We fund the Busolwe Health Workers Association to run education programmes in a number of villages in the Butalela District. Cate Fairweather, a trustee of a little bit of HOPE in the UK reports on how we’re investing in the Health Workers to ensure they are as effective as possible…
Last month, a little bit of HOPE supported the Busolwe Health Workers Association by providing them with training to ensure that they are effective in the work that they do. The training was led by a District Health Education Officer and the District Improvement Focal Person, and they looked at communication skills, problem solving and community entry tips.
The training on communication skills taught the health workers about reaching the intended audience, attracting the attention of this audience and ensuring that they understand the message that is being brought. The key area of communication in this work that needs to be ensured is the belief and acceptance change which should lead to a change in behaviour. The main aim of the work of the Busolwe Health Workers Association is to teach individuals how to keep in good health and this will only be effective if they act on what they have heard and alter their behaviour accordingly. Therefore, this was an important teaching point for the health workers as it will underpin the success of their work.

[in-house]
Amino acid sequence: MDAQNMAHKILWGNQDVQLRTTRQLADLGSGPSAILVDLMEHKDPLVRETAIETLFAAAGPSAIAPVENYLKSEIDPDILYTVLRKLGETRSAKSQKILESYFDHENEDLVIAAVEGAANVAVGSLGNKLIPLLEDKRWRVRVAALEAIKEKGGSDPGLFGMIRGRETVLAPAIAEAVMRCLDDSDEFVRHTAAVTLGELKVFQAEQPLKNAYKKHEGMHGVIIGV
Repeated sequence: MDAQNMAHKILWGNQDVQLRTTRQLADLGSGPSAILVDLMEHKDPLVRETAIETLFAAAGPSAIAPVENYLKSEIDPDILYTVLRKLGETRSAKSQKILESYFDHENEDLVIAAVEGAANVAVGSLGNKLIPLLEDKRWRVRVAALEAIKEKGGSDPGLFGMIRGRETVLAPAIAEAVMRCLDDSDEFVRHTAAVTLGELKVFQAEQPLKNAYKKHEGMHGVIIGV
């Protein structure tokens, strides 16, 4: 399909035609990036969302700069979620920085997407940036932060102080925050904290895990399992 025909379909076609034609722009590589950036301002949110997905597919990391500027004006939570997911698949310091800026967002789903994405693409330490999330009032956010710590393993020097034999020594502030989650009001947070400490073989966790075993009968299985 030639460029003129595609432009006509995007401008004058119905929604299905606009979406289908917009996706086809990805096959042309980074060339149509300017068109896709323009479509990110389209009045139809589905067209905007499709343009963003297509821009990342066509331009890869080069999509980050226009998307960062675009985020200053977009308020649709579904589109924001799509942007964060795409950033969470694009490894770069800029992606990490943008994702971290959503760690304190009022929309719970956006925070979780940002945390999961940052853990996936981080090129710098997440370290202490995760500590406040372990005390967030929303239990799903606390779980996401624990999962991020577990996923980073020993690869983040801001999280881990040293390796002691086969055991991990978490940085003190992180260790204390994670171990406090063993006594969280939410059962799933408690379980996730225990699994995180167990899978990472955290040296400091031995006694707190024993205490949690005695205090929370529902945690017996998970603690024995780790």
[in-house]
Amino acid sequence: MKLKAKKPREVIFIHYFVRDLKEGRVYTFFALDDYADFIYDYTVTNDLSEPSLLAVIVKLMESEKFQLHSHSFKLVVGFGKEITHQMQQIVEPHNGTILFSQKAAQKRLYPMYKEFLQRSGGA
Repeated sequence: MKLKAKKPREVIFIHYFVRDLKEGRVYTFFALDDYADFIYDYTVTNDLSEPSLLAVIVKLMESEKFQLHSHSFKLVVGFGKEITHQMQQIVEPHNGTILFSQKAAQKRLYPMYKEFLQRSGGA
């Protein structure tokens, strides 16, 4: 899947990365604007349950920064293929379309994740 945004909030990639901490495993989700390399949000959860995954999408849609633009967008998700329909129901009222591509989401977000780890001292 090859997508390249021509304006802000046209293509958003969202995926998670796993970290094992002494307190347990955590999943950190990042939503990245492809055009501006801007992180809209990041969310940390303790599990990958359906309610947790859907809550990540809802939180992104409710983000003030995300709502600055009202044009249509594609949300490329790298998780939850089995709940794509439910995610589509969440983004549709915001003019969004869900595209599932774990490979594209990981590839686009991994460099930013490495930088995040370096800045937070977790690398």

The training on problem solving taught the health workers of the need to identify the problem, analyse it, develop solutions and then ultimately to test the solutions. They were then given training on how to enter communities effectively and work to solve the problems. Health workers should approach communities via the village chairperson and the objective of a visit is to assess the urgent need of that community which should include collecting data, providing material and moral support for those affected, and assessing the extent of the problem. Following this, they were given tips for professional practice which included turning up 30 minutes prior to the arranged time, working out the objectives for the visit and sorting out the documents and material required in advance.
All of this training should enable the health workers to work in a more effective way whereby they can work with individuals by communicating effectively and use their learning on problem solving to identify and resolve problems which will enable the community to keep themselves in better health. Keeping in better health will not be the only benefit. If individuals’ are healthy then they will be more likely to access their education and support their families. Hopefully this small, simple step will give poverty another nudge!
Have you read the May edition of a little bit of news? If not, read it now!